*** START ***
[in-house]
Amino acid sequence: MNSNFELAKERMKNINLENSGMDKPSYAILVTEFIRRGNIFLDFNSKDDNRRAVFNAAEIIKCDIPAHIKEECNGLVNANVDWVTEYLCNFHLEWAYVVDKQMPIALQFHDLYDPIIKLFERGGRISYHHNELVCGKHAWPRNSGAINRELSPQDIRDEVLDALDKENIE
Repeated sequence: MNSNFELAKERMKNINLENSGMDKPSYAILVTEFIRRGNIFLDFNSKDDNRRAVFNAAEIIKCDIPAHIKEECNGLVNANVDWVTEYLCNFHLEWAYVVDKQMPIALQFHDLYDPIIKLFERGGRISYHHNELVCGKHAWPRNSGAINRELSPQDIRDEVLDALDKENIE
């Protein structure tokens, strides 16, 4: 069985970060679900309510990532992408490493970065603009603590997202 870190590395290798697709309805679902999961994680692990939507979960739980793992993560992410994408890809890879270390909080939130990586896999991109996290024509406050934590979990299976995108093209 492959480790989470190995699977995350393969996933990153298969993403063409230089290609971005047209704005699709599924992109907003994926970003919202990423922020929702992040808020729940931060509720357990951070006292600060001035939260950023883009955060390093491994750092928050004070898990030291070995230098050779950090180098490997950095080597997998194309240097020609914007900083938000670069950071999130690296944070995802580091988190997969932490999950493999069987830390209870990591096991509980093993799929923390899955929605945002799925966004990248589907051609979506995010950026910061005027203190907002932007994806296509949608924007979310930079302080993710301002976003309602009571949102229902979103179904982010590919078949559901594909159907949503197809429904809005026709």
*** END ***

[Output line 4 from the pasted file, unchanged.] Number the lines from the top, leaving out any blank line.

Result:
């Protein structure tokens, strides 16, 4: 069985970060679900309510990532992408490493970065603009603590997202 870190590395290798697709309805679902999961994680692990939507979960739980793992993560992410994408890809890879270390909080939130990586896999991109996290024509406050934590979990299976995108093209 492959480790989470190995699977995350393969996933990153298969993403063409230089290609971005047209704005699709599924992109907003994926970003919202990423922020929702992040808020729940931060509720357990951070006292600060001035939260950023883009955060390093491994750092928050004070898990030291070995230098050779950090180098490997950095080597997998194309240097020609914007900083938000670069950071999130690296944070995802580091988190997969932490999950493999069987830390209870990591096991509980093993799929923390899955929605945002799925966004990248589907051609979506995010950026910061005027203190907002932007994806296509949608924007979310930079302080993710301002976003309602009571949102229902979103179904982010590919078949559901594909159907949503197809429904809005026709």